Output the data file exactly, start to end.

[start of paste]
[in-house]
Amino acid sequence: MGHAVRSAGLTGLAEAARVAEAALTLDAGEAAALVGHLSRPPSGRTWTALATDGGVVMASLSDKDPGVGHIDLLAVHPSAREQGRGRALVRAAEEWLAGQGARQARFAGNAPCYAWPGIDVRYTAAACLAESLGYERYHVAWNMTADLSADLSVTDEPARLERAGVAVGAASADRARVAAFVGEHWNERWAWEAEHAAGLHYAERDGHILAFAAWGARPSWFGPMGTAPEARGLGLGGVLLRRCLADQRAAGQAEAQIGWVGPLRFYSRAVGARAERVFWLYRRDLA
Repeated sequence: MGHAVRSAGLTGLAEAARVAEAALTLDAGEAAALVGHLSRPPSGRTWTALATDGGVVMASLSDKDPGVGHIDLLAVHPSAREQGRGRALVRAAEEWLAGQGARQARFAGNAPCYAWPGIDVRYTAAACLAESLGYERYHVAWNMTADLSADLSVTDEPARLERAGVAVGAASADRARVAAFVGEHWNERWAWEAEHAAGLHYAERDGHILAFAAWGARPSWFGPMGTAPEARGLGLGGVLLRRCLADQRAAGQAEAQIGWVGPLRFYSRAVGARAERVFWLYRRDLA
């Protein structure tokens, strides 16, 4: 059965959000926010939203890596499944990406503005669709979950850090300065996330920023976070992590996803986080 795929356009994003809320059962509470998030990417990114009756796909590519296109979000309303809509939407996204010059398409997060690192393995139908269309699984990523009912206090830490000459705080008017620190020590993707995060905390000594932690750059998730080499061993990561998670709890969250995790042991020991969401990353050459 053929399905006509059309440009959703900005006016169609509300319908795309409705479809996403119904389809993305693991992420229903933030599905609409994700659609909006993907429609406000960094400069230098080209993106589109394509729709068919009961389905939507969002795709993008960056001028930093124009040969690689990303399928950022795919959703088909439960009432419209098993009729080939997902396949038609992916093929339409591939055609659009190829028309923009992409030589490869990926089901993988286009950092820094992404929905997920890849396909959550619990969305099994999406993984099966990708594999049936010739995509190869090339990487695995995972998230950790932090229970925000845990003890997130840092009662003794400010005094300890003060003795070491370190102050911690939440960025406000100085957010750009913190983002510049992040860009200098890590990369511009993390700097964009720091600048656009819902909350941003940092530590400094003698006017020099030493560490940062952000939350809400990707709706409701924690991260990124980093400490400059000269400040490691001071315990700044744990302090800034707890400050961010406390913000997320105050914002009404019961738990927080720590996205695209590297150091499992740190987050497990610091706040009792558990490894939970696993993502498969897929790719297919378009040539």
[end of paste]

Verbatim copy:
[in-house]
Amino acid sequence: MGHAVRSAGLTGLAEAARVAEAALTLDAGEAAALVGHLSRPPSGRTWTALATDGGVVMASLSDKDPGVGHIDLLAVHPSAREQGRGRALVRAAEEWLAGQGARQARFAGNAPCYAWPGIDVRYTAAACLAESLGYERYHVAWNMTADLSADLSVTDEPARLERAGVAVGAASADRARVAAFVGEHWNERWAWEAEHAAGLHYAERDGHILAFAAWGARPSWFGPMGTAPEARGLGLGGVLLRRCLADQRAAGQAEAQIGWVGPLRFYSRAVGARAERVFWLYRRDLA
Repeated sequence: MGHAVRSAGLTGLAEAARVAEAALTLDAGEAAALVGHLSRPPSGRTWTALATDGGVVMASLSDKDPGVGHIDLLAVHPSAREQGRGRALVRAAEEWLAGQGARQARFAGNAPCYAWPGIDVRYTAAACLAESLGYERYHVAWNMTADLSADLSVTDEPARLERAGVAVGAASADRARVAAFVGEHWNERWAWEAEHAAGLHYAERDGHILAFAAWGARPSWFGPMGTAPEARGLGLGGVLLRRCLADQRAAGQAEAQIGWVGPLRFYSRAVGARAERVFWLYRRDLA
């Protein structure tokens, strides 16, 4: 059965959000926010939203890596499944990406503005669709979950850090300065996330920023976070992590996803986080 795929356009994003809320059962509470998030990417990114009756796909590519296109979000309303809509939407996204010059398409997060690192393995139908269309699984990523009912206090830490000459705080008017620190020590993707995060905390000594932690750059998730080499061993990561998670709890969250995790042991020991969401990353050459 053929399905006509059309440009959703900005006016169609509300319908795309409705479809996403119904389809993305693991992420229903933030599905609409994700659609909006993907429609406000960094400069230098080209993106589109394509729709068919009961389905939507969002795709993008960056001028930093124009040969690689990303399928950022795919959703088909439960009432419209098993009729080939997902396949038609992916093929339409591939055609659009190829028309923009992409030589490869990926089901993988286009950092820094992404929905997920890849396909959550619990969305099994999406993984099966990708594999049936010739995509190869090339990487695995995972998230950790932090229970925000845990003890997130840092009662003794400010005094300890003060003795070491370190102050911690939440960025406000100085957010750009913190983002510049992040860009200098890590990369511009993390700097964009720091600048656009819902909350941003940092530590400094003698006017020099030493560490940062952000939350809400990707709706409701924690991260990124980093400490400059000269400040490691001071315990700044744990302090800034707890400050961010406390913000997320105050914002009404019961738990927080720590996205695209590297150091499992740190987050497990610091706040009792558990490894939970696993993502498969897929790719297919378009040539």